FIG. 2A is an architectural diagram illustrating orders of a diffraction signal off a periodic structure. An incident metrology beam or signal74 is projected at an incident angle on the structure 75 and is diffracted off the structure 75, wherein the diffracted signal comprises the zeroth order, designated as 0 in the illustration, being the diffracted beam with the angle of diffraction from the normal N the same as the incident beam 74. Several higher diffraction orders designated as +1, +2, +3, −1, −2, −3, and −4 are shown. Other higher diffraction orders and other orders known as evanescent orders are not shown in the illustration. Efficient generation of a simulated diffraction signal off the structure 75 for a given structure profile involves selecting diffraction orders for each wavelength that provide sufficient diffraction information without overly increasing the computational steps to perform diffraction simulations.
 FIG. 2B includes a graph illustrating cost as a function of the number of diffraction orders and a graph illustrating time required to create a library of simulated diffraction signals as a function of the number of diffraction orders considered in the calculations, assuming a given computer system. Referring to FIG. 2B, the cost function is represented in the lefthand Yaxis as a function of the number of diffraction orders in the Xaxis. One cost function comparison is illustrated by the equations below, where V_{1 }and V_{2 }are two vectors of size n, and the cost function of V_{1 }relative to V_{2 }is:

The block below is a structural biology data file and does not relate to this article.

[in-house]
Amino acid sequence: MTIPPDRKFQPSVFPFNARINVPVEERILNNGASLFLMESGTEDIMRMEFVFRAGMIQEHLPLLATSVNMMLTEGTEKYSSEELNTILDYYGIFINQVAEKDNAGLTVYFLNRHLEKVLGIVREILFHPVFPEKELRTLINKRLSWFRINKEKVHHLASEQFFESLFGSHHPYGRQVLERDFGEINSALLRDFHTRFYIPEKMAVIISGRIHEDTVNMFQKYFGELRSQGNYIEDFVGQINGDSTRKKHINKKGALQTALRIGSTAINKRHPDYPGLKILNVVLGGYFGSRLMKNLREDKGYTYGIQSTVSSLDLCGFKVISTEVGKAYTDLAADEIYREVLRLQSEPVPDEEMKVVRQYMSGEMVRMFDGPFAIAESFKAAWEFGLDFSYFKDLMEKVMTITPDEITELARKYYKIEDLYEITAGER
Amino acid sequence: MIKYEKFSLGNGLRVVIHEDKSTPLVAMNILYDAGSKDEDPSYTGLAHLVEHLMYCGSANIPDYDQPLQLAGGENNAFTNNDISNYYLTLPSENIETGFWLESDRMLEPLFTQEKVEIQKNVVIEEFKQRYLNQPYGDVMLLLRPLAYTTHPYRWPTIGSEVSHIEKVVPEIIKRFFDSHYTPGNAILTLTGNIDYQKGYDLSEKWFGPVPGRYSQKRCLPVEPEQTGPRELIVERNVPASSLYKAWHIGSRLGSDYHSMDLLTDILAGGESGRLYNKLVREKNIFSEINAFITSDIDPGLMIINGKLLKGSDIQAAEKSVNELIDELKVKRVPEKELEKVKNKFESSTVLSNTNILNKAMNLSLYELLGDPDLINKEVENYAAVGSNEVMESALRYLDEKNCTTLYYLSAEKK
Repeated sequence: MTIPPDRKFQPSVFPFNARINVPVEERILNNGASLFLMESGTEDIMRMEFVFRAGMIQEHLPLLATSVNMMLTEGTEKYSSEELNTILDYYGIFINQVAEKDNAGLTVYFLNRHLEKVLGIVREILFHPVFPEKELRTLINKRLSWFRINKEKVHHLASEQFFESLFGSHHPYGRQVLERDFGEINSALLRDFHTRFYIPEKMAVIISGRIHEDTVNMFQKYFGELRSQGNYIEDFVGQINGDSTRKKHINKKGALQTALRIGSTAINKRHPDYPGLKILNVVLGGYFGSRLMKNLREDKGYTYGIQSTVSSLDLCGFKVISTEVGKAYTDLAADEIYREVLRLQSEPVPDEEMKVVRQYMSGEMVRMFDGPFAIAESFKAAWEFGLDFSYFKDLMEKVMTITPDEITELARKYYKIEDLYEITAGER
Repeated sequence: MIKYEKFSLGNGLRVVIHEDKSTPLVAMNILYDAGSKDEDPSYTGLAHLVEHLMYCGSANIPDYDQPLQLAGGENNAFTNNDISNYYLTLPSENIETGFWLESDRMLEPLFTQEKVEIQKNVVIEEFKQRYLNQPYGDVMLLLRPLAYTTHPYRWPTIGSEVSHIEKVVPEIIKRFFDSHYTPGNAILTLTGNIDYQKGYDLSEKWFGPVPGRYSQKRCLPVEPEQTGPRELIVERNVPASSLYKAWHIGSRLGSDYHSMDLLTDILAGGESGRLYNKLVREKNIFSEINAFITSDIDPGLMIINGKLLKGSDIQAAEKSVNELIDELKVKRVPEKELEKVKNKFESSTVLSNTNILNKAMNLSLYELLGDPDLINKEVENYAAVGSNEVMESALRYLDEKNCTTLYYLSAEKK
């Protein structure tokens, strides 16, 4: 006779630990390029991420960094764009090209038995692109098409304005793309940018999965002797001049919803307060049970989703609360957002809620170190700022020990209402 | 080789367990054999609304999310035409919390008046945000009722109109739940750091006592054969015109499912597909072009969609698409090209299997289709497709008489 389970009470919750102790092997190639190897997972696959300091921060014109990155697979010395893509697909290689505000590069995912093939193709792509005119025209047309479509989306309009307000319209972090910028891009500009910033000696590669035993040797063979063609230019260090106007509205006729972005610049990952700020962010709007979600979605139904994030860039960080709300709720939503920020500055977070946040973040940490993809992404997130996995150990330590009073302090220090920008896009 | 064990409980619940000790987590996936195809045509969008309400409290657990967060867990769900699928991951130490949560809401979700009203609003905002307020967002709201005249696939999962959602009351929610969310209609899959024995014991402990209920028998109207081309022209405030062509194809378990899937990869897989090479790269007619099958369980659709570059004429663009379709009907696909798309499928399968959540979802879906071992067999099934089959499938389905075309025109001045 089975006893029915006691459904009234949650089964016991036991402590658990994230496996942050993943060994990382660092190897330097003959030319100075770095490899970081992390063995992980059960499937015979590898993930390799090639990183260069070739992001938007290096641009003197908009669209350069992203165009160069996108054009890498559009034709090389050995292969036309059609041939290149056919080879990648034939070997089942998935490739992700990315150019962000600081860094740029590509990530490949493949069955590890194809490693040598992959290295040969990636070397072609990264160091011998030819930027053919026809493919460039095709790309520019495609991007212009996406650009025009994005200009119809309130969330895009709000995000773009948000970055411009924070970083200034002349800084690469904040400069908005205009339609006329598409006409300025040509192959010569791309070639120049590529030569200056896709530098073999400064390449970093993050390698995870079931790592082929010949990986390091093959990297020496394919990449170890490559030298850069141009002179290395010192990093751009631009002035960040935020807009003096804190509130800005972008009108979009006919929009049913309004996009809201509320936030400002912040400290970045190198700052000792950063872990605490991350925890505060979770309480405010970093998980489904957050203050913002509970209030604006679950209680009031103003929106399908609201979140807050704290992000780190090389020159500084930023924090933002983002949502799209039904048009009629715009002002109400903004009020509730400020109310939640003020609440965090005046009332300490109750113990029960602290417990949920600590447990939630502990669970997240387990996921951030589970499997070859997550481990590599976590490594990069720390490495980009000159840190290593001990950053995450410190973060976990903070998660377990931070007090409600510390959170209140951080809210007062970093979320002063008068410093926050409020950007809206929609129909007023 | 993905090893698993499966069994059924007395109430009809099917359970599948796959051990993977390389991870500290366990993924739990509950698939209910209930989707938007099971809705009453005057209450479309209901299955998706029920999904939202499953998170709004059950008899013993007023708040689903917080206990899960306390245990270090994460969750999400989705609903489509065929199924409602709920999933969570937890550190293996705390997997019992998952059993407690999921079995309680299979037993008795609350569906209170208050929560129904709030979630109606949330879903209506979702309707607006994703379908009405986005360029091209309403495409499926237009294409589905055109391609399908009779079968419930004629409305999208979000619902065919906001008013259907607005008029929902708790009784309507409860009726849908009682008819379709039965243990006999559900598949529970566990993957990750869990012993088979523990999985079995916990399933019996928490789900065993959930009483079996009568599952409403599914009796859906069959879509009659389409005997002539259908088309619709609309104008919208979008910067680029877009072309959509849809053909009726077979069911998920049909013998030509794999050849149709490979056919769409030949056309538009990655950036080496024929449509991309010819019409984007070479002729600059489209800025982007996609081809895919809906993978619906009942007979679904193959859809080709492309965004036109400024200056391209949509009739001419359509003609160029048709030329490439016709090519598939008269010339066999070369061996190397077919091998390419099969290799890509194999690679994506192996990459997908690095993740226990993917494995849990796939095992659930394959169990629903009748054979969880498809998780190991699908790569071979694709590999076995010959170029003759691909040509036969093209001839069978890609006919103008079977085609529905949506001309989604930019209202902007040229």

$\begin{array}{cc}\mathrm{Cost}\ue8a0\left({V}_{1},{V}_{2}\right)=\sum _{i=1}^{n}\ue89e{\left({V}_{1\ue89ei}{V}_{2\ue89ei}\right)}^{2}.& \left(1.00\right)\end{array}$  In this example, the first vector is a set of signal values simulated for the metrology device used and assuming an infinite number of diffraction orders, referred to as the reference signal, whereas the second vector is another set of simulated signal values at the same points in the signal for the same metrology device but using a given number of diffraction orders less than that used in the reference signal.